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LonelyBoy
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Nov 08, 2014 08:44 |  #11

I hadn't had the nerve to venture back here for a week.

Yes, absolutely I'm taking as many shots of my furry boy as possible. I had a dog from when I was 8-24, and that was mostly before the era of cheap, good digital photography. I have very few pictures of him young and healthy. Many of him old and frail, but I wish I had more of him looking good. Toby will get lots of shots. I even still have a few from my old D40, which I hated using, but gave me some decent pics of him.

As for the dragon mural, I'll take another go at it. I think I'm going to try to pick up a used 40 STM locally. I was INTENDING the mural to be in focus, but the nifty isn't known for pegging focus, apparently. Lots of murals here in Austin. There is (or used to be) a Space Invaders one somewhere around.

Color temperature, I realized, is all over the place because of the horrific TN panel on the laptop I'm using. The pic below of my cat is done twice, once to look good on the laptop, then when I saw it on my Surface it looked like a demon cat in hell, so I redid it very pale (according to the laptop). Any suggestions on improvement, or do I just need to suck it up and do editing upstairs on my work monitor?

I'm also hoping this one is better, artistically. I know the framing is off, but I was rushing just to get the shot at ALL with him feeling it was bedtime. He splashes water on his nose when he drinks, and one drop stayed there all the way upstairs and onto the bed, and I got it in focus with what looks to me like a fairly narrow DOF. He doesn't like looking at me when I'm holding the camera up, unfortunately.

First up is the demon-looking one, then the more neutral one.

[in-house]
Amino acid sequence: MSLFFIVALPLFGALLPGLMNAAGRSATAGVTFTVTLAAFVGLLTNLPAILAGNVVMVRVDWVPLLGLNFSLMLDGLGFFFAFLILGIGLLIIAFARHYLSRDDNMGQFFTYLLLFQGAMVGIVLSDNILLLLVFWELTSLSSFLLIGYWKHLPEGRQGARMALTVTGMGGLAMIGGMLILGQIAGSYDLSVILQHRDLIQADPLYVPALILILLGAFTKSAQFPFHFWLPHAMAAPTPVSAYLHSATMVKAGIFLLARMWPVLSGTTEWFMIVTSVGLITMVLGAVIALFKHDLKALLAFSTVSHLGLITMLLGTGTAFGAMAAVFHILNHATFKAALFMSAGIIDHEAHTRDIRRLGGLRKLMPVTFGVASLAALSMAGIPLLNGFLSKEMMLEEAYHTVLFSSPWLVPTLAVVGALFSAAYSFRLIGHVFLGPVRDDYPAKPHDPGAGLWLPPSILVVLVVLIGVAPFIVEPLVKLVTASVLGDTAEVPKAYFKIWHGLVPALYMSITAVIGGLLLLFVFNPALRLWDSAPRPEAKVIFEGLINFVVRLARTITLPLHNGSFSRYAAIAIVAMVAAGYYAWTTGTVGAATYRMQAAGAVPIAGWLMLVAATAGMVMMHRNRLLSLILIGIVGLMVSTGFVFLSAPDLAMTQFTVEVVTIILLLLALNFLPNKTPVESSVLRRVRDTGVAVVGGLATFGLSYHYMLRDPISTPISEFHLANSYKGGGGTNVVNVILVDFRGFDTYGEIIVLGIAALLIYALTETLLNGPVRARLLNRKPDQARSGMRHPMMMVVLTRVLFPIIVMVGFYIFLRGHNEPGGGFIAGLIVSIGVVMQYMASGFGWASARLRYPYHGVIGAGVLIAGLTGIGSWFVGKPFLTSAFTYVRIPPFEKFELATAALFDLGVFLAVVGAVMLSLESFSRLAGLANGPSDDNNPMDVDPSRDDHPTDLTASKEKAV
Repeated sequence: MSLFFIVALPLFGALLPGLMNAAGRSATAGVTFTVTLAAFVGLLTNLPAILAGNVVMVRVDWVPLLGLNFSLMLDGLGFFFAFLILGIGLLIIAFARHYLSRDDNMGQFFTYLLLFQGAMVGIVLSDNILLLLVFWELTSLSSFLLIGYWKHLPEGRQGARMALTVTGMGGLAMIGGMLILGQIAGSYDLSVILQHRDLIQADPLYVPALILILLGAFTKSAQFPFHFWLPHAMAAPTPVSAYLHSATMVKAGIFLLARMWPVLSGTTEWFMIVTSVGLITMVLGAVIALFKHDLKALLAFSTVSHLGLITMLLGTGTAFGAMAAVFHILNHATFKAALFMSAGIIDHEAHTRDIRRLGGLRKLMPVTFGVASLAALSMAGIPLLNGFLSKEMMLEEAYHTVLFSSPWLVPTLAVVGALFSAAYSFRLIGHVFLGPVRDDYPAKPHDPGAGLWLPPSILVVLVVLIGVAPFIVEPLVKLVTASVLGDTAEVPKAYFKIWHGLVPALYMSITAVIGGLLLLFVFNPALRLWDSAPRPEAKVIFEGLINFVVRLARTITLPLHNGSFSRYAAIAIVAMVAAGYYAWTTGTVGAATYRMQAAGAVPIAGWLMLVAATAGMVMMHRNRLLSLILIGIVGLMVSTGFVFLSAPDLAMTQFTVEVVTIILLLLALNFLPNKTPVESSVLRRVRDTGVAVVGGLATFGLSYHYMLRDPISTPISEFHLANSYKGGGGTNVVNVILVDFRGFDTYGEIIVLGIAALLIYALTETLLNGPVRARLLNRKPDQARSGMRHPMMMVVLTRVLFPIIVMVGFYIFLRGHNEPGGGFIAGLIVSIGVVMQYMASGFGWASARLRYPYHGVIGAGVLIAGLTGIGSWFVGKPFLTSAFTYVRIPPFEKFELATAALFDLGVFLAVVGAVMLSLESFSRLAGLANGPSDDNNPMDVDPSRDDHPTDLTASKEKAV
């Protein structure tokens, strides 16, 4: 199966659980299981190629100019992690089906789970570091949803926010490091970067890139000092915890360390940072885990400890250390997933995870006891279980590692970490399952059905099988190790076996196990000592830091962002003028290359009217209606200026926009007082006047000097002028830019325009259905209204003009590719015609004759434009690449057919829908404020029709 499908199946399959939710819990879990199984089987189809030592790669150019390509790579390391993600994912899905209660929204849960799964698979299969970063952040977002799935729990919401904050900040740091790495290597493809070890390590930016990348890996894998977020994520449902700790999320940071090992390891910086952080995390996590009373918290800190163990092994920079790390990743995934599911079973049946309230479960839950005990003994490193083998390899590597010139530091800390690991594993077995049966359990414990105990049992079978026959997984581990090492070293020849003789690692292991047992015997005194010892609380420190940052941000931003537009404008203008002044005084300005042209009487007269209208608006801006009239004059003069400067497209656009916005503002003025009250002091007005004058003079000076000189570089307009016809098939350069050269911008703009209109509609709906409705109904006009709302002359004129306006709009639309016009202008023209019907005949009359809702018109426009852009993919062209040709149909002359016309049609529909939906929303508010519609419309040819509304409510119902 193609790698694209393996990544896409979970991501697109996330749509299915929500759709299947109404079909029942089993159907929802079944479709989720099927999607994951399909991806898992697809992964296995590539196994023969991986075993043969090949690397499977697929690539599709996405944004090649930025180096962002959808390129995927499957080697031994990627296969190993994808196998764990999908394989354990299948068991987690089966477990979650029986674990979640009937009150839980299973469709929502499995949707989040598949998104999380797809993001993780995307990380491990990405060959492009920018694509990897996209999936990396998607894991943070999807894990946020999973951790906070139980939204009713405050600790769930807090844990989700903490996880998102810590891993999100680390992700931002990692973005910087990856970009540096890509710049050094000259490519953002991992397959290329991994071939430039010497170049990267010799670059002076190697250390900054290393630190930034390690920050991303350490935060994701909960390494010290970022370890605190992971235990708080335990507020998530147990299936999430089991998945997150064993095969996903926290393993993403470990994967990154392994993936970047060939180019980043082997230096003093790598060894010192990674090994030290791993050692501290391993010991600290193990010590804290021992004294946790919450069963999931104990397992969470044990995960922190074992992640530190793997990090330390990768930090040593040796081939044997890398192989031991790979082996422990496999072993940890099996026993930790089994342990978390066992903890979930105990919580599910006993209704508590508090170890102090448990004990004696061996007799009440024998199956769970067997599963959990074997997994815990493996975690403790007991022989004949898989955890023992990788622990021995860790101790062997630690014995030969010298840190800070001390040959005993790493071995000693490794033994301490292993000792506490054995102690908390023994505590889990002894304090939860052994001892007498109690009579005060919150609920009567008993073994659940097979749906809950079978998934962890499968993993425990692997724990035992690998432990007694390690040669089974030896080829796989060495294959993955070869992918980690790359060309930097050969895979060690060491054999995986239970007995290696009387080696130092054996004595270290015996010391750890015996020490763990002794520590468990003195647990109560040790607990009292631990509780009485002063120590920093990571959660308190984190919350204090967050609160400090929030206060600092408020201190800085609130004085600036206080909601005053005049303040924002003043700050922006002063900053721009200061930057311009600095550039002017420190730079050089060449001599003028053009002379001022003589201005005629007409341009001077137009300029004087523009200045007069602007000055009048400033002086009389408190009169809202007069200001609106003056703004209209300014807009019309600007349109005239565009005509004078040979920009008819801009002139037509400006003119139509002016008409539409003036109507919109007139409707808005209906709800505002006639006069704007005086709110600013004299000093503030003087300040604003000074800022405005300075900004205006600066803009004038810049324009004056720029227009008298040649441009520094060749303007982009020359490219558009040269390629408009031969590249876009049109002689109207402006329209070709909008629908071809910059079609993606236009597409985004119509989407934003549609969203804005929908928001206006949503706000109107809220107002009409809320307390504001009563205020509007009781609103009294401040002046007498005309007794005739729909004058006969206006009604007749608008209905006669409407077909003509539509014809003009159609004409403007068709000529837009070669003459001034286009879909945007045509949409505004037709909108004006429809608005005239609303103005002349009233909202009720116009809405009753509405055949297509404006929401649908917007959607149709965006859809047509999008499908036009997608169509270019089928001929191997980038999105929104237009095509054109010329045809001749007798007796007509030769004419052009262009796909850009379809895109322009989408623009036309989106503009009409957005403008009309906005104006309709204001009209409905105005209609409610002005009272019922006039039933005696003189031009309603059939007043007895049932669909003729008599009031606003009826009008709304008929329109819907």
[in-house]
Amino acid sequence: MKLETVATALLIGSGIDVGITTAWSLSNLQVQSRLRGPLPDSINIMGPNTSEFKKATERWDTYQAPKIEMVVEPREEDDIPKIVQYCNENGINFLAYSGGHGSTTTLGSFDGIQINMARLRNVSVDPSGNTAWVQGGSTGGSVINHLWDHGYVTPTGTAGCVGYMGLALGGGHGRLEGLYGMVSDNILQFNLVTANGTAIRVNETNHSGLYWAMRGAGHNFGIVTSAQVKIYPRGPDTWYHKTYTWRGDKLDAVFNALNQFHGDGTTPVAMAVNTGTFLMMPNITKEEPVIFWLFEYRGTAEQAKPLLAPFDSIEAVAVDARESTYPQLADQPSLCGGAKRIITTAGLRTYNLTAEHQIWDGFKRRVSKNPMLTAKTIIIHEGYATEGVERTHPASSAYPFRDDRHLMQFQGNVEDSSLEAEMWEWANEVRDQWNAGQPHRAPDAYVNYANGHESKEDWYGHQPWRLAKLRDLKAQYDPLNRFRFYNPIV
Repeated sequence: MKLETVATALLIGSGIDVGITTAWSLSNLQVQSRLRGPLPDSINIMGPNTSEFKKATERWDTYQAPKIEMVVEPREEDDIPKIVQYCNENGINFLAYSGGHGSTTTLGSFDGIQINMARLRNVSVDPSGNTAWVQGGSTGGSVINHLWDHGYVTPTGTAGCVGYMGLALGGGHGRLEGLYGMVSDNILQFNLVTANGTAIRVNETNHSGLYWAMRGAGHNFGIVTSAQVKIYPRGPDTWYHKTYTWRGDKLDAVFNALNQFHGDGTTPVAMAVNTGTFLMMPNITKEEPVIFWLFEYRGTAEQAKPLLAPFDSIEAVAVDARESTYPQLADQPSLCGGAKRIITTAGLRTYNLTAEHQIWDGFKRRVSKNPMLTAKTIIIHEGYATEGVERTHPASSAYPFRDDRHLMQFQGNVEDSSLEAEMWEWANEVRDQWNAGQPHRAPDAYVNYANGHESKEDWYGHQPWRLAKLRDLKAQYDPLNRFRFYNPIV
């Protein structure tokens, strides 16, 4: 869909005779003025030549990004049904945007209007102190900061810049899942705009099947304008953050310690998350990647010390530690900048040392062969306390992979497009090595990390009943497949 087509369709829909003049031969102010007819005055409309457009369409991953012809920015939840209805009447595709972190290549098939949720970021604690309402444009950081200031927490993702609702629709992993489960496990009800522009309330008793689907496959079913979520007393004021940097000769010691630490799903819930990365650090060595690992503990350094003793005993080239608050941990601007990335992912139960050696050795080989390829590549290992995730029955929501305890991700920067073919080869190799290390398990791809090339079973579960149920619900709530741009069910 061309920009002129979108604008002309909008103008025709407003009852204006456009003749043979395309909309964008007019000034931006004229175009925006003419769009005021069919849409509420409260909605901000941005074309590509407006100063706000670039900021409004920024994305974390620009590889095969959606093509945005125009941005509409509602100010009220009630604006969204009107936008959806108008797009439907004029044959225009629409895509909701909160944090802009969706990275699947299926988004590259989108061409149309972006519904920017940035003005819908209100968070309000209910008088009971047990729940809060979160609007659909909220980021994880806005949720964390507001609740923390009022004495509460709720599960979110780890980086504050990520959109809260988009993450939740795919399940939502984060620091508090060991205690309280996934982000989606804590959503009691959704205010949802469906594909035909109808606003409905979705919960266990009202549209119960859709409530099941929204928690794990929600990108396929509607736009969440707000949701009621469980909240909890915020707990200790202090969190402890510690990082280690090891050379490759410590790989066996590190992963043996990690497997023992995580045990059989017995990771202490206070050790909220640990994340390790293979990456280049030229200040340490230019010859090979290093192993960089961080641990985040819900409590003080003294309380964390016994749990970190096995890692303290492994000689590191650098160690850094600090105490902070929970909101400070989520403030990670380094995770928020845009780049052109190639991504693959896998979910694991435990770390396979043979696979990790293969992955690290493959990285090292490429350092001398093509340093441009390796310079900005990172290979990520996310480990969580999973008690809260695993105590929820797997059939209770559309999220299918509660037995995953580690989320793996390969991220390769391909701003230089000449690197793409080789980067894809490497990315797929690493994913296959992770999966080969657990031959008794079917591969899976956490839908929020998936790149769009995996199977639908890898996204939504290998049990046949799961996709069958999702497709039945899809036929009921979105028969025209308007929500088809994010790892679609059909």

IMAGE: https://farm8.staticflickr.com/7464/15709183096_ccde90fe3c_c.jpg

IMAGE: https://farm6.staticflickr.com/5605/15740861762_35fc9c0774_c.jpg

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genesimmons
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Nov 08, 2014 12:44 |  #12

not familiar with the 7d but if it has a fold out articulating screen,use it and use live view and get on the ground facing up,the car shot is to much shadow and harsh light,go back early or late in the day so minimize the shadows and harsh light,get on the ground and face up by the rear tire up,get some more interesting angles,shooting straight on with a not so interesting subject leads to a not to insetting photo,the car may be cool but straigth on rear shot with harsh shadows and light makes it not interesting,also get on the ground for the dragon shots facing sideways and up using live view and the screen folded out so u can see it,


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genesimmons
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Nov 08, 2014 12:47 |  #13

now that i have a camera with folding screen i couldn't live with out it,i use it all the time especially with the fisheye,i get on the ground often with that lens facing up,i hold the camera right on the ground and look at the screen folded up towards me so i can frame my subject.


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LonelyBoy
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Nov 08, 2014 12:56 |  #14

No articulating screen on the 7D, but I may see if I can make those work anyway.


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Fitness ­ Freak
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Nov 08, 2014 22:49 |  #15

I love the drop on his nose...it's very cute. I think I might try this particular shot in B&W though because I find that whatever the salmon colored object is from his right side (the left side from our view) distracting.


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First weekend of some real shooting, first ever RAW processing, feedback please?